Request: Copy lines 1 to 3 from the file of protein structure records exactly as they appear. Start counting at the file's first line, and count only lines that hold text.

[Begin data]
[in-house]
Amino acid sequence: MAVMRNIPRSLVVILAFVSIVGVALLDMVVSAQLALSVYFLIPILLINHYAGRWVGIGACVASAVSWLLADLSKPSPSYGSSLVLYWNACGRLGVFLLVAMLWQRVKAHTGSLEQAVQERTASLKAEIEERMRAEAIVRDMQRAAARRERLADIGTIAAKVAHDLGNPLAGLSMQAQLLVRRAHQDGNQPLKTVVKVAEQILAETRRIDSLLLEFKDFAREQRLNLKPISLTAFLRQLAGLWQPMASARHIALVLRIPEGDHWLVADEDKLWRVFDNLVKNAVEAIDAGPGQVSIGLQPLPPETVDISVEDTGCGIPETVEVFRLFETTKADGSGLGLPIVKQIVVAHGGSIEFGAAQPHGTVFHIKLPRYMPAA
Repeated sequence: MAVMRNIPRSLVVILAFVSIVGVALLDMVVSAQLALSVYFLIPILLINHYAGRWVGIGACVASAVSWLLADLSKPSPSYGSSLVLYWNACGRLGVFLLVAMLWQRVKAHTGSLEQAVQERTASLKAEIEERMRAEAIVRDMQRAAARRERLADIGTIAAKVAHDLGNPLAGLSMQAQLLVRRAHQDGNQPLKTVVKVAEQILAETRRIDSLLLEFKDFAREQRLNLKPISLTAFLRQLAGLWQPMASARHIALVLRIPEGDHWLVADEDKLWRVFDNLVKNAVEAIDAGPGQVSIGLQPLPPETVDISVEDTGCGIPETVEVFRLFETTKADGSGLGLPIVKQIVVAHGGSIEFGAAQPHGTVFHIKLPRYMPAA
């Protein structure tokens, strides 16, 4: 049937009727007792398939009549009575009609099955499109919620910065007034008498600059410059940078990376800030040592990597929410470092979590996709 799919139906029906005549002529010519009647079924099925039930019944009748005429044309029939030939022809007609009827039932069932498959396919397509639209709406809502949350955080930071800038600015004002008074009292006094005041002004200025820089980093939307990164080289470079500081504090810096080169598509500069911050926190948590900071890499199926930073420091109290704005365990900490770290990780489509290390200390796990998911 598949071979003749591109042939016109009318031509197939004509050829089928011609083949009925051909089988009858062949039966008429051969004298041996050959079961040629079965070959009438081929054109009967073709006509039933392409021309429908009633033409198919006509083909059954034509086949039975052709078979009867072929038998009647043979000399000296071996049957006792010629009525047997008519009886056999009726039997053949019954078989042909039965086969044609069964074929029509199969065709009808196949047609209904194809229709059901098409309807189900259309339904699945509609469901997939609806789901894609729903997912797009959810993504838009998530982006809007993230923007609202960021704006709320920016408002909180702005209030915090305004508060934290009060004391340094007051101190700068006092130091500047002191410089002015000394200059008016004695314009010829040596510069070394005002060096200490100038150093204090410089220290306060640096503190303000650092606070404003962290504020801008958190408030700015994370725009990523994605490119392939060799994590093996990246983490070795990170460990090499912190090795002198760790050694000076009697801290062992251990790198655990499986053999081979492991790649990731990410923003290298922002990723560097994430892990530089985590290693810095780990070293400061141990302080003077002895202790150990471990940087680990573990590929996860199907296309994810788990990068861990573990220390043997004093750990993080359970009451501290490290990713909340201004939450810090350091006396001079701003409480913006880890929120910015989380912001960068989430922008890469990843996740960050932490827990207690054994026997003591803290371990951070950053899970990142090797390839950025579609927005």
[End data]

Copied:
[in-house]
Amino acid sequence: MAVMRNIPRSLVVILAFVSIVGVALLDMVVSAQLALSVYFLIPILLINHYAGRWVGIGACVASAVSWLLADLSKPSPSYGSSLVLYWNACGRLGVFLLVAMLWQRVKAHTGSLEQAVQERTASLKAEIEERMRAEAIVRDMQRAAARRERLADIGTIAAKVAHDLGNPLAGLSMQAQLLVRRAHQDGNQPLKTVVKVAEQILAETRRIDSLLLEFKDFAREQRLNLKPISLTAFLRQLAGLWQPMASARHIALVLRIPEGDHWLVADEDKLWRVFDNLVKNAVEAIDAGPGQVSIGLQPLPPETVDISVEDTGCGIPETVEVFRLFETTKADGSGLGLPIVKQIVVAHGGSIEFGAAQPHGTVFHIKLPRYMPAA
Repeated sequence: MAVMRNIPRSLVVILAFVSIVGVALLDMVVSAQLALSVYFLIPILLINHYAGRWVGIGACVASAVSWLLADLSKPSPSYGSSLVLYWNACGRLGVFLLVAMLWQRVKAHTGSLEQAVQERTASLKAEIEERMRAEAIVRDMQRAAARRERLADIGTIAAKVAHDLGNPLAGLSMQAQLLVRRAHQDGNQPLKTVVKVAEQILAETRRIDSLLLEFKDFAREQRLNLKPISLTAFLRQLAGLWQPMASARHIALVLRIPEGDHWLVADEDKLWRVFDNLVKNAVEAIDAGPGQVSIGLQPLPPETVDISVEDTGCGIPETVEVFRLFETTKADGSGLGLPIVKQIVVAHGGSIEFGAAQPHGTVFHIKLPRYMPAA